The Canyon Grand
Although I’m now just outside teeny-tiny Mormon Lake Village, AZ, I wanted to show you my last full day in Tusayan. This post represents the first part of it. Possibly due to controlled burning in the park, there was a haze in the air. And I’m told that sunrise and sunset are when the colors really jump out. These are mid-day snaps, with haze. But that’s okay, because there’s just nothing that can capture the sense of space and scale of even this one little part of the Grand Canyon anyway.
These shots are from two roadside stops along the highway that goes along the South Rim. I found it to be an amazing thing to simply pull over, get out, walk a hundred feet, and be at a ledge. Here, there are no railings, no warning signs, and no cautionary tape on the ground. I’ve heard the assertion that we fear such ledges because there is something in us that wants to fling ourselves out there. My response to that claim calls for a shovel and a wheelbarrow. What I see, at least at this location, is the effect of experiencing something so unfathomable, and of being able to stand as close to the edge of it as one dares – and look a mile downward. At its core, it is the effect of being overwhelmed by perceiving something greater than ourselves and, for a moment, of becoming fully aware that life really is not just finite, but is a fleeting mortality.
We each filter and interpret the world around us in order to make sense of it in a way that we can each deal with. It gives us some semblance of control over today, and of what will probably come tomorrow. There is certainly merit and reward from exploring and expanding one’s personal limitations, yet even the people who crave spontaneity and unpredictability do so within their own filter set and understanding of the boundaries of reality. What even they can envision has limits. Just as the timid can be sprung upon and devoured by the lion of reality, so the adventurous can be strangled and devoured by the python of it. We tend to filter out what we cannot deal with, what upsets our sense of order, or what we fear most. We let in what we consider to be safe and controllable for us, even if that means wrestling bears.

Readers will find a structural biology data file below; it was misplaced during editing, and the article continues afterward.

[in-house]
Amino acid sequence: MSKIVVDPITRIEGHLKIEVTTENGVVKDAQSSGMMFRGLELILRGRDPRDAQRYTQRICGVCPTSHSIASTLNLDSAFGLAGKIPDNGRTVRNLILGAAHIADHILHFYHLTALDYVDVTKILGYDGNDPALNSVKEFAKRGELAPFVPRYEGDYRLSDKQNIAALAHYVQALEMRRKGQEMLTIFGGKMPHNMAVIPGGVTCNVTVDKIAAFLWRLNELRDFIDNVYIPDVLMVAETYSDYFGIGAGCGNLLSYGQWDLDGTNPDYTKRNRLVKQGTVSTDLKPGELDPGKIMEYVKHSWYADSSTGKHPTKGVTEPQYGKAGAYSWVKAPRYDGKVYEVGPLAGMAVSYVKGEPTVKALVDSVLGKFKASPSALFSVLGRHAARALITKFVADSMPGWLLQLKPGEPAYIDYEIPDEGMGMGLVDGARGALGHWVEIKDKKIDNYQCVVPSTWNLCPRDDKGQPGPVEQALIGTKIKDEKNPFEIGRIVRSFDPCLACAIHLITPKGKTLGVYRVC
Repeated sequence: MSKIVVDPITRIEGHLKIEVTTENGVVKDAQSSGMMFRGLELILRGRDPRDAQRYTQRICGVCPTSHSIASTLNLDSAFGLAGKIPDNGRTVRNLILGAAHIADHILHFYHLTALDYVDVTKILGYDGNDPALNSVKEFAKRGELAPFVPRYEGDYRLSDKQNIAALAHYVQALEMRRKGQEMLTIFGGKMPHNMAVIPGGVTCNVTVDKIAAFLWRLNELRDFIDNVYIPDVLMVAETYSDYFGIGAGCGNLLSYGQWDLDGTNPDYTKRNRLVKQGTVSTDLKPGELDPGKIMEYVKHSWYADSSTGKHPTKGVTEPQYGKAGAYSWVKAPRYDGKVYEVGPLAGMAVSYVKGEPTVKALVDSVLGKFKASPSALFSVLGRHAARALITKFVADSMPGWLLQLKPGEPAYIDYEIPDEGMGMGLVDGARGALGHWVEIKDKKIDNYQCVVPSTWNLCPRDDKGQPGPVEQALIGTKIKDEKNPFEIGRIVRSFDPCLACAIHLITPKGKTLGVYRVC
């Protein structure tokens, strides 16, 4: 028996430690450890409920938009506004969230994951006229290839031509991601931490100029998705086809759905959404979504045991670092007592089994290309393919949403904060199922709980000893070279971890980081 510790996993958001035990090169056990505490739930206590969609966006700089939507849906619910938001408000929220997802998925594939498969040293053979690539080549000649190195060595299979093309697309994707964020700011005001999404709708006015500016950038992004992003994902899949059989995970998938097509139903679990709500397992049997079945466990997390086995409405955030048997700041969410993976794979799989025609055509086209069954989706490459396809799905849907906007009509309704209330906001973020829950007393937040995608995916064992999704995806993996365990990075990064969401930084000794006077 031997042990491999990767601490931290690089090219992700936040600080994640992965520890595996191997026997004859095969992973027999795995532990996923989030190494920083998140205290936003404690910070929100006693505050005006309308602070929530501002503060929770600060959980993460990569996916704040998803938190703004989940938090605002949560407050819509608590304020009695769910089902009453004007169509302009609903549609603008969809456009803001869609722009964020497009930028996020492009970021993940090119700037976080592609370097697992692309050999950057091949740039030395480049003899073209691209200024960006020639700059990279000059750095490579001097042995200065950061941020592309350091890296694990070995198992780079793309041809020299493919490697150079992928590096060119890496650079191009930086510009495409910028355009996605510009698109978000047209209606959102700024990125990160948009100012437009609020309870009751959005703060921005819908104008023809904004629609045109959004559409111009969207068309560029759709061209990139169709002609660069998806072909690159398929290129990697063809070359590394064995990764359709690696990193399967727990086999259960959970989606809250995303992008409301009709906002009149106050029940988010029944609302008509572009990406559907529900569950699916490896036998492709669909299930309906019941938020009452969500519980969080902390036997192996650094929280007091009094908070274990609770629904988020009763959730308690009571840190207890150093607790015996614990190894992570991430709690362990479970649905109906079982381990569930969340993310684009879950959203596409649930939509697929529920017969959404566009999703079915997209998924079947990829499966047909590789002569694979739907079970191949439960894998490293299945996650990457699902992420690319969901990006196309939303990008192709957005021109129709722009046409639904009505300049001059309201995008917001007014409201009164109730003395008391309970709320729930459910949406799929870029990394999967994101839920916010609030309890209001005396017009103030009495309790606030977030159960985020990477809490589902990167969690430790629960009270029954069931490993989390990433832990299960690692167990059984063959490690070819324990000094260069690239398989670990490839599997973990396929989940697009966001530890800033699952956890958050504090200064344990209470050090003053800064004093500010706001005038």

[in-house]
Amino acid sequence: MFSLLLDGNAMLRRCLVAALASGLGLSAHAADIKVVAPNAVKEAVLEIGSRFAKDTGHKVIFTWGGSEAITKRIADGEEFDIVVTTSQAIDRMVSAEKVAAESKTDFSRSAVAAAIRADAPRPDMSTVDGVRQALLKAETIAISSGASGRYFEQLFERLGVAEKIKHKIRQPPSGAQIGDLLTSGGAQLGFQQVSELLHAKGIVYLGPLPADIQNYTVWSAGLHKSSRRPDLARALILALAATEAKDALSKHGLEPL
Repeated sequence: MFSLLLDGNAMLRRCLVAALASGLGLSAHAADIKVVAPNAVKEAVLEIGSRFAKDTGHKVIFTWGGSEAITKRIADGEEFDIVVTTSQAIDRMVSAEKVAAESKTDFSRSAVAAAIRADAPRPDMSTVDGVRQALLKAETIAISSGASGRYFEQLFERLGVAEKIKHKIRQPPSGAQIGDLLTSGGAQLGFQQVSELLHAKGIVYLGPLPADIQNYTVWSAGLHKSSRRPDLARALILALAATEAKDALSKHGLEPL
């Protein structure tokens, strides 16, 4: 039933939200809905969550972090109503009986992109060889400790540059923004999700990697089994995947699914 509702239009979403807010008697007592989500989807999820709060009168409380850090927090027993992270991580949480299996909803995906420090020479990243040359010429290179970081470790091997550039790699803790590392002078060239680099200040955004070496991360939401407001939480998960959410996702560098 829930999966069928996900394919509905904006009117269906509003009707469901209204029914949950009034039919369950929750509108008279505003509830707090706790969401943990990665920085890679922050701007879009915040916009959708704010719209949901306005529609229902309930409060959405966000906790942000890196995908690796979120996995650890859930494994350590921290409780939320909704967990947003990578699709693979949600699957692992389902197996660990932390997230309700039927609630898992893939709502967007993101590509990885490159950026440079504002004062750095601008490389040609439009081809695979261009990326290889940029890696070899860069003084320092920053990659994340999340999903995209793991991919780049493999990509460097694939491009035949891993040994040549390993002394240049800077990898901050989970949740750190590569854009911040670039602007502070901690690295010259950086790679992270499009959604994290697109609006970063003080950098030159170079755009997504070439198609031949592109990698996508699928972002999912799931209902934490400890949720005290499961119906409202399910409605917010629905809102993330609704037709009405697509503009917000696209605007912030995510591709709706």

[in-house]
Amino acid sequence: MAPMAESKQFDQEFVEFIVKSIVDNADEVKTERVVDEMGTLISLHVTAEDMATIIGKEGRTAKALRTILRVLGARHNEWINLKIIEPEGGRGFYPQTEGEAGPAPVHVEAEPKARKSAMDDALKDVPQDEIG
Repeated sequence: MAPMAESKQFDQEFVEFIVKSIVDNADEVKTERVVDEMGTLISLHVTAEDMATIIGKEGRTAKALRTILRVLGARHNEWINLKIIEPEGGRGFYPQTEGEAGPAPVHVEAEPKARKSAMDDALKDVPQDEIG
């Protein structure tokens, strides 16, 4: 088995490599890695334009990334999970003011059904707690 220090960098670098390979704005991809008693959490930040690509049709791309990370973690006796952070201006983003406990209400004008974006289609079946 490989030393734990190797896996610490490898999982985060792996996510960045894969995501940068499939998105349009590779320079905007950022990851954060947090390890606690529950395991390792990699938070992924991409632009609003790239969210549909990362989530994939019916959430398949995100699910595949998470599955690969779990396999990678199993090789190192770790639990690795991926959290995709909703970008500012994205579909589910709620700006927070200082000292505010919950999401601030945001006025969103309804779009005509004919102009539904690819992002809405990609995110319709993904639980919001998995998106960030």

The Grand Canyon challenges one’s filters, so to speak. I saw the effect of this on a young man, one of three others with him who appeared to be visitors from the Middle East. They were all standing fairly near the canyon’s rim as I pulled up to park, and one turned away from the edge and stepped with that aura of having had one’s clock reset. He had had to step down to get there, and had now forgotten that. Nikon DSLR camera in hand, he stumbled and fell forward clumsily, as if in slow motion, his arm impacting a rock. It took him a few moments even to collect himself and check for a scrape on his skin and then potential damage to the camera.
Another man at my second stop was standing next to me on a sidewalk, and had been gazing at the vista from over a low rock wall. His wife called to him, and he wheeled awkwardly around, his hanging Nikon dragging slowly over the rough top of the wall. These two similar episodes, each occurring within minutes of each other, impressed upon me two significant things. The first thing was that I should never buy a used Nikon DSLR. The second was that a sufficiently powerful exposure to a reality that evades our prearranged filters can affect us in several ways, one of which is to momentarily rob us of normal physical care while we try to process what we are experiencing. It can make us clumsy, which is why pressing close to the cliff can become hazardous. The ones who sense this direct injection of what normally would be filtered out, also sense the possible physical impact, and fearfully shrink away from the edge as a precaution. It’s a mind-bender, alright.